Creating a Culture of Academic Integrity
The potential for cheating in Online courses is a cause for concern. For this reason, we recommend putting the issue in the spotlight early in your course ... possibly as one of your first forums in the discussion board.
There are currently two videos available for faculty in our online library of webinars:
- Cheating: The New (and Old) Ways Students Cheat: What you Can Do About It
- Cheating: A Legal Primer Toolkit for Faculty and Administrators
(Please note that you need to be online at a USM campus to access these recordings.)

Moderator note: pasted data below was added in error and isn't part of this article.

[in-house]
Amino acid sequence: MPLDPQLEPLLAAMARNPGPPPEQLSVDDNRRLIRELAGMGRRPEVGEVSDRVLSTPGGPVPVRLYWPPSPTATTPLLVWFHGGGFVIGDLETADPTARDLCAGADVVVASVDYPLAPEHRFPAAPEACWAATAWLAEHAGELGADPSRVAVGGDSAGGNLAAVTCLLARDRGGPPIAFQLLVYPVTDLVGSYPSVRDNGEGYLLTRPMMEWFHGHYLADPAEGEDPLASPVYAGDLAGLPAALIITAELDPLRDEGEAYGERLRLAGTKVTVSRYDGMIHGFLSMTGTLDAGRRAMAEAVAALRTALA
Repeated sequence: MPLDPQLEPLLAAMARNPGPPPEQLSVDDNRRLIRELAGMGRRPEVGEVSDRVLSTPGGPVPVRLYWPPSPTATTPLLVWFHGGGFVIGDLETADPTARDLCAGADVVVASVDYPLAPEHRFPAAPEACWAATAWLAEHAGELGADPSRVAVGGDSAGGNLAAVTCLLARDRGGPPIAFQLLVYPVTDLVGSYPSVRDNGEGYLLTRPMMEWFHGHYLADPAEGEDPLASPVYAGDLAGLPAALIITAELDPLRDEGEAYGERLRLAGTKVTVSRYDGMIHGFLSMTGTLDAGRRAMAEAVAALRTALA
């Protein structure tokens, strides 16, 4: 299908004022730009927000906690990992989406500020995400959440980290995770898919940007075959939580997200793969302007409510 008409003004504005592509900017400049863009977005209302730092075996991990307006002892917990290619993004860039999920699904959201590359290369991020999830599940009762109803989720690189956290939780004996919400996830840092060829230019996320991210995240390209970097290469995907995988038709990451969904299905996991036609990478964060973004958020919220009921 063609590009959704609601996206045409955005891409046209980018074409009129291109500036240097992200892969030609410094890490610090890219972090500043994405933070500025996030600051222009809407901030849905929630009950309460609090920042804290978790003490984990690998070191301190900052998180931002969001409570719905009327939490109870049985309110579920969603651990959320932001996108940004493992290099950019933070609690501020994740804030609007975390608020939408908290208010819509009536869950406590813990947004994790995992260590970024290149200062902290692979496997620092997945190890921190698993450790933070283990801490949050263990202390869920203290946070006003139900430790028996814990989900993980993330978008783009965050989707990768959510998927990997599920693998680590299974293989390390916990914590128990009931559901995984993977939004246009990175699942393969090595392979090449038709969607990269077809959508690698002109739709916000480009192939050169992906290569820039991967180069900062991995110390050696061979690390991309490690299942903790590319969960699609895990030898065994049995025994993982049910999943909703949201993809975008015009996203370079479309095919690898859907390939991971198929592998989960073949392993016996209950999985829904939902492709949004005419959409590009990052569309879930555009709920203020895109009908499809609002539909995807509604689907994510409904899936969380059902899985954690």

The best deterrent to cheating and plagiarism in your online course is to create a Community where Academic Integrity is discussed and honored. Two excellent methods are to send a letter to your students similar to the one below, or to give your students a reading or video to study and begin a discussion around it.
Three suggestions for discussion starters:
- Dan Ariely: Why we think it's OK to cheat and steal (sometimes) (video)
- Vincent Moore's Playing Dirty in the War on Plagiarism
- Give two examples of cheating (perhaps one about plagiarism and one where a student cheats during an exam). Have your students discuss what the consequences should be for each and why.
A Letter to My Students by Bill Taylor, does a great job of explaining the mutual responsibilities for Academic and political integrity, saying that both the instructor and students have responsibilities. This example is a tad on the lengthy side, but you could write your own along the same lines.